Slow train to Chengdu
CITS (China’s official travel agency’s description of an L Train 临客)
“L – Temporary Train In Chinese: LinKe (临客)
L trains operate only during the peak travel season, such as the Chinese Spring Festival and the National Holiday. These trains are not listed in the official fixed train schedule. It is not advised to take L-trains if you have other options as they are known to be relatively slow and regularly subject to delays”.
“46 hours”. I doubted my Chinese at that moment, but the ticket seller repeated the departure and arrival times, there was no mistake. Bagging next day hard sleeper tickets from Beijing to Chengdu can be a taxing experience at the best of times, but in early August, you’ve got about as much chance as winning the lottery. Unless … unless, of course, you are willing to take the slow train 临客 , or L Train as it is known in China!
We got two middle berths, which are the best, as during the day you can escape the crowded lower berths, where everyone sits, and they have more space than the often claustrophobic upper berths.
Pandemonium broke out when the gates were opened at Beijing West Station 北京西站 to allow the passengers on. Those without reservation ran frantically, pushing and shoving the old and weak out of the way, to grab one of those precious seats. It was a simple case of survival of the fittest; get a seat or stand for 46 hours.
With a reservation in our hands, we took a more leisurely stroll to the train. Unfortunately, we found a family, consisting of two adults and 5 unruly children (not sure how that is possible in one-child China), occupying the 4 other berths above and below us.
Chaos reigned! Within an hour the floor, table, and most of the corridor around us were a mosaic of discarded sunflower seeds, gnawed chicken feet, and empty bits and pieces of instant noodles that had been dropped and strewn all over the place. Despite the best efforts of the carriage staff to sweep them up, our sleeping area never recovered during the entire ride; which would eventually be 56 hours…
Five children cooped up for two days on a crowded train can test the nerves of even the most ardent and patient child lover (neither of which is a trait found in mine or Margie’s character). We hid on our middle berths, trying to ignore the mayhem above and below; only coming down for a pee, or to find a space to eat or drink a beer. Meanwhile, the children ran amok, climbing and swinging off the bunk beds. Scoffing the contents of the numerous bags of food they had brought for the trip, the pip spitting parents, mostly ignored their off-spring for the duration of the journey.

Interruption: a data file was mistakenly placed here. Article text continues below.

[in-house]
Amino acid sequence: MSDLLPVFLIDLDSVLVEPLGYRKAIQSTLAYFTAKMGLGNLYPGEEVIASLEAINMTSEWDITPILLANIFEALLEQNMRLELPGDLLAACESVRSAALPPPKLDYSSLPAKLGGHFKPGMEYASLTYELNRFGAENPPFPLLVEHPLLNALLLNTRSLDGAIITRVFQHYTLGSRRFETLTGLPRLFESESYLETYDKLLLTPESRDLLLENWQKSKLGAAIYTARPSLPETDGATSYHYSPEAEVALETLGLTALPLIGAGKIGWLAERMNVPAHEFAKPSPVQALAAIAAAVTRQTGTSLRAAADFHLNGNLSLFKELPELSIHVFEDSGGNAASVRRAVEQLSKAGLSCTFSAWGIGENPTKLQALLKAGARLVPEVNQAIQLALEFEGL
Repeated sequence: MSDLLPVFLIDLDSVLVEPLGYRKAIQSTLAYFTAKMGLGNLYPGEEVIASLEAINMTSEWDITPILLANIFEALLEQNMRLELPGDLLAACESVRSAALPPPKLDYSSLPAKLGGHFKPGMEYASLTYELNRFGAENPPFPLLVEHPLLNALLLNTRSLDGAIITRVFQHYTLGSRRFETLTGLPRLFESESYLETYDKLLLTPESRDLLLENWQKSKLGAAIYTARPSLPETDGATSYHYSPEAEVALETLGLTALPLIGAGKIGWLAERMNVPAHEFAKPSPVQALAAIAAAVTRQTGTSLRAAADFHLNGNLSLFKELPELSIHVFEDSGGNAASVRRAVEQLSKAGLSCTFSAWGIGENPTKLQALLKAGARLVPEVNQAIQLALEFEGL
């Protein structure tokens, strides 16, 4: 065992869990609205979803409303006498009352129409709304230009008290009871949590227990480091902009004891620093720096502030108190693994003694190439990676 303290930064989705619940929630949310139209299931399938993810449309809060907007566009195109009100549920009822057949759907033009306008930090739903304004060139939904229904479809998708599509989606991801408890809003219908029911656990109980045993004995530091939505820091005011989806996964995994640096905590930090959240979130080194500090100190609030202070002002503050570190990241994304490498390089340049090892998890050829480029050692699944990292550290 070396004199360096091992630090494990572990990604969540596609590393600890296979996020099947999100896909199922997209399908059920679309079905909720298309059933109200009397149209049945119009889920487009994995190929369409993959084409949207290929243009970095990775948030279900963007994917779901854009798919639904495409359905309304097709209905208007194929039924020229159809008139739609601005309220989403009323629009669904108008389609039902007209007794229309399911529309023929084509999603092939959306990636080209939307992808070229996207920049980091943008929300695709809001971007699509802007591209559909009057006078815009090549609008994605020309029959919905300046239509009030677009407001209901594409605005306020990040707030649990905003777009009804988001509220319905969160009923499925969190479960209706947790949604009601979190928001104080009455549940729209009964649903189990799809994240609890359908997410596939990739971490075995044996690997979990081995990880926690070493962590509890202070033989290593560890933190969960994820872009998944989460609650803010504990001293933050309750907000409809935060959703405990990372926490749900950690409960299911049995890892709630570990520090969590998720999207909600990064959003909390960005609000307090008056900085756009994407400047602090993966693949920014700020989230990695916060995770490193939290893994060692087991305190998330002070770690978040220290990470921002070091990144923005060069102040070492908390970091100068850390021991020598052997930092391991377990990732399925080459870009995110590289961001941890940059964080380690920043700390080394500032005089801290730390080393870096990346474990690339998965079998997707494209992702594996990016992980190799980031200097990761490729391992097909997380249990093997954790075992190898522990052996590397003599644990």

However, it doesn’t take long to make friends on long distance trains in China. Other passengers came to talk to us, and instantly a strong solidarity built up as we all hunkered down for the long ride ahead. Food, drink and conversation were soon being shared between pauses for siestas, reading and gazing out of the windows. It’s what we love about train travel in China. You get set in a rhythm that is difficult to break. We were even on smiling terms with the little monsters (the 5 children) by the end.
As we approached Chengdu, everyone began to gather their stuff. I wasn’t actually sure I wanted to arrive; we had become so tuned in to the pace of life on the train.
As China modernizes its railway network, the slow trains are being fazed out. The modern Z and D trains whizz passengers around the country with speed and efficiency (except for the odd accident). But they are impersonal, and like on European trains, human contact and interaction is minimal and mostly avoided. I suppose it’s the end of an era.
For more info on train types in china click below: